The FDA's amendments to the waiver has made it easier for those with financial COI to participate on advisory committees. According to Wood and Mador, "...waivers are granted if one of the following is true: the COI is unlikely to 'affect the integrity of the services,' (ii) the 'need for the individual's services outweighs the potential for a COI,' or (iii) they will contribute 'essential expertise." It is arguable that (ii) should, instead, read as follows: 'the need for the individual's services outweighs the potential for a COI to influence behaviors,' as the existence of the waiver already assumes that that COI are present and need to be waived for the individual with COI to serve of the FDA advisory committee.
The FDA has also stated that experts who have financial COI in excess of $50,000 may not participate on advisory committees. In addition to the ambiguity of the term "may not," there is research that suggests that even small gifts, such as drug company pens with logos, have been positively associated with physicians feeling increased senses of loyalty to the sponsoring company (see literature on physicians receiving industry gifts below). According to an FDA guidance statement, the waivers and disclosed COI must be available on a publicly accessible website. Furthermore, unlike other health institutions that require the disclosure of all COI, the FDA requires that only financial relationships and COI within the past 12 months are relevant.
The 2007 FDA Amendments Act (FDAAA) instituted "caps" on the number of COI waivers that the FDA is able to grant. The 2012 FDASIA removed this restriction and, although COI must be publicly disclosed, an unlimited number of waivers can be granted. Among others, an implication here is that many, if not all, members on an FDA advisory committee may possess financial COI with a drug company and influence the agency's decisions to benefit industry. The move to weaken the 2007 policies that protected the public against COI within the FDA was calculated and responded to lobbying by industry-supportive groups.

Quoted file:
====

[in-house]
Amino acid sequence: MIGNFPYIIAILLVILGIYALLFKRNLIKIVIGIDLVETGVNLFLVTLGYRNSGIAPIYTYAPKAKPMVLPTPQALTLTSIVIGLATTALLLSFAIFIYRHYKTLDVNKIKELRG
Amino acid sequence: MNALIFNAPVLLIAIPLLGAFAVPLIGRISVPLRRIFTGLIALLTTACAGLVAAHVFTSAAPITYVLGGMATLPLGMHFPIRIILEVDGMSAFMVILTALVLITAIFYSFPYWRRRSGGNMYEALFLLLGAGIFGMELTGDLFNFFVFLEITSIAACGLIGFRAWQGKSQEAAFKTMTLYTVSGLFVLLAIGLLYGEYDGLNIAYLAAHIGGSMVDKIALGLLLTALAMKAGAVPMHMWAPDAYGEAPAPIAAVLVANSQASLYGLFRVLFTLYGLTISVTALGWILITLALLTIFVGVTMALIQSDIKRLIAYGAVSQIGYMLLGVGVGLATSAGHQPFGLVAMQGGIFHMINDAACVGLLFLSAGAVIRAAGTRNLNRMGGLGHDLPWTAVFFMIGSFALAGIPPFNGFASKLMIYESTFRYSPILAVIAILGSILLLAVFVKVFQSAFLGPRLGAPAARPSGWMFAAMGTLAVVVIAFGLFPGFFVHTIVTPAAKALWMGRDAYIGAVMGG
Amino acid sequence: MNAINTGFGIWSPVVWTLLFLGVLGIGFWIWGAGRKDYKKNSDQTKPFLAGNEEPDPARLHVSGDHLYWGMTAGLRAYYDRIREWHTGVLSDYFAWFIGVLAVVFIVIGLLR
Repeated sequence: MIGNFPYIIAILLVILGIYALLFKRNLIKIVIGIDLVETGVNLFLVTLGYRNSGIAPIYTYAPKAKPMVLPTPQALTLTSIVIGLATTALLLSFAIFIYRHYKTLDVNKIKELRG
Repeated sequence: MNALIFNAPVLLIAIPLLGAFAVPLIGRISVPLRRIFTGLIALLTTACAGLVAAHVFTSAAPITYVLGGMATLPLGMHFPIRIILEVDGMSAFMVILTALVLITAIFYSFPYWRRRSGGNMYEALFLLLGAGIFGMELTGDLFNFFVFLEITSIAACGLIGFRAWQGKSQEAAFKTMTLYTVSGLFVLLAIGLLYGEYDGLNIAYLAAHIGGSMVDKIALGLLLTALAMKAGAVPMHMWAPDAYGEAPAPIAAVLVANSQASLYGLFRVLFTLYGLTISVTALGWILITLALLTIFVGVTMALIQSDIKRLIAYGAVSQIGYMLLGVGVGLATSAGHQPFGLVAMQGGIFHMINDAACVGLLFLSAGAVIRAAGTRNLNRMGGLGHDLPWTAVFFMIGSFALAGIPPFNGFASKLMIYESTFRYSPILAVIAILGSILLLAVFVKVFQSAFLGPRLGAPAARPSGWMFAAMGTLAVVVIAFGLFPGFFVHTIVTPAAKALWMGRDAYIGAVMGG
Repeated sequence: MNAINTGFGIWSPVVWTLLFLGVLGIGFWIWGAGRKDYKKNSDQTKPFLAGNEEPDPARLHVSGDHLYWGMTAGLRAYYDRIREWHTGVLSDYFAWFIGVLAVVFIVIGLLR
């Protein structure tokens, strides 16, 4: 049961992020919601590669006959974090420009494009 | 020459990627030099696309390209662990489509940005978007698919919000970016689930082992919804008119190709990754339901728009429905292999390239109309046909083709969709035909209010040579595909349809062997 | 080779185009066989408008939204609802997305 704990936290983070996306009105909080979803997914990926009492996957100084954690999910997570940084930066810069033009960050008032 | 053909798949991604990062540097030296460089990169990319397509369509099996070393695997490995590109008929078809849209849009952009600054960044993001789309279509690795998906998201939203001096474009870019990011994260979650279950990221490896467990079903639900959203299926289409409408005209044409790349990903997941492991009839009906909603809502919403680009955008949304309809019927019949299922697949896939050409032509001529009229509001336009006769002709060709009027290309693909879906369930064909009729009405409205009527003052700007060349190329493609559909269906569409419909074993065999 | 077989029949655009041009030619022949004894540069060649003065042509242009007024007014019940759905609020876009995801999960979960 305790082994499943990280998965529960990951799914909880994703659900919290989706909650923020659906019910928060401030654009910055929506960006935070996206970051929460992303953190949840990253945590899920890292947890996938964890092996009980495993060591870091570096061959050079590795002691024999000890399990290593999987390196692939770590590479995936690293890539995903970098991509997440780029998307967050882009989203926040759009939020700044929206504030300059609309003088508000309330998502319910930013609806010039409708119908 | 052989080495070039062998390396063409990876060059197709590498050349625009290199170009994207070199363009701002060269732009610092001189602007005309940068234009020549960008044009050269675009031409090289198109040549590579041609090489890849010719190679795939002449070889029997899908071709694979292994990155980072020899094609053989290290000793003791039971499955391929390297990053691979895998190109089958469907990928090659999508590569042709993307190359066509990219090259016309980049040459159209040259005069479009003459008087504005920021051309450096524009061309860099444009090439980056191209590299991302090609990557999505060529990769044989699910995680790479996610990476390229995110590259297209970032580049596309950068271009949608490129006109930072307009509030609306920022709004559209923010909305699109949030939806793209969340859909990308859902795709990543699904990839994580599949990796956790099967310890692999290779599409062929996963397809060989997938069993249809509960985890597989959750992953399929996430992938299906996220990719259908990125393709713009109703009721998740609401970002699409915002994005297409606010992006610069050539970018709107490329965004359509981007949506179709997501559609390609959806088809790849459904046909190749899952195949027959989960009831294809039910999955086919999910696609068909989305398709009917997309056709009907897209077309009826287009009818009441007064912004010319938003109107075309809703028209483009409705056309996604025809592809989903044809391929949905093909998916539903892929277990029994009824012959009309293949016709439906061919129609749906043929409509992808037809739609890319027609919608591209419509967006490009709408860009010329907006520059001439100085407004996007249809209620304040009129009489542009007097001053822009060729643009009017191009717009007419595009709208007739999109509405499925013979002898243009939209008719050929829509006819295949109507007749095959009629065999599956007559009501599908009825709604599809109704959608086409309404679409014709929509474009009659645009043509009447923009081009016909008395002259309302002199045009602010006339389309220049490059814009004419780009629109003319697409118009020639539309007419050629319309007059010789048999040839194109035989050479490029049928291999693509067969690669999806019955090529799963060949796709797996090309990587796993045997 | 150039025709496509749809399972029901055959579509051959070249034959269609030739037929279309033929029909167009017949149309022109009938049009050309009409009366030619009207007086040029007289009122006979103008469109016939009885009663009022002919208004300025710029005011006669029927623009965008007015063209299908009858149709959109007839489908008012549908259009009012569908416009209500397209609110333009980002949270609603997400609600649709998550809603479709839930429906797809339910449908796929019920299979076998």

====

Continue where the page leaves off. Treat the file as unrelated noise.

A viable alternative to continually using mostly conflicted experts and instituting waivers to allow conflicted experts to sit on FDA advisory committees is finding nonconflicted experts. A study cited in the article by Wood and Mador found that 42.7% of a population of academic life science researchers had no conflict of interest relationships with industry. This study concluded that although it may be difficult to find nonconflicted scientists to serve on FDA advisory committees, it is not impossible and should be considered, especially when the health of the population is at stake.
Uncapping Conflict of Interest?
Guidance for the Public, FDA Advisory Committee Members, and FDA Staff on Procedures for Determining Conflict of Interest and Eligibility for Participation in FDA Advisory Committees
Doctors, Drug Companies, and Gifts
Physicians' Behavior and Their Interactions with Drug Companies: A Controlled Study of Physicians who Requested Additions to a Hospital Drug Formulary
Who pays for the pizza? Redefining the relationships between doctors and drug companies. 1: Entanglement
A Social Science Perspective on Gifts to Physicians From Industry
Drug Companies & Doctors: A Story of Corruption
Book: The Truth About Drug Companies: How They Deceive Us and What To Do About It
All Gifts Large and Small
Attitudes of Physicians and Public to Pharmaceutical Industry ‘Gifts’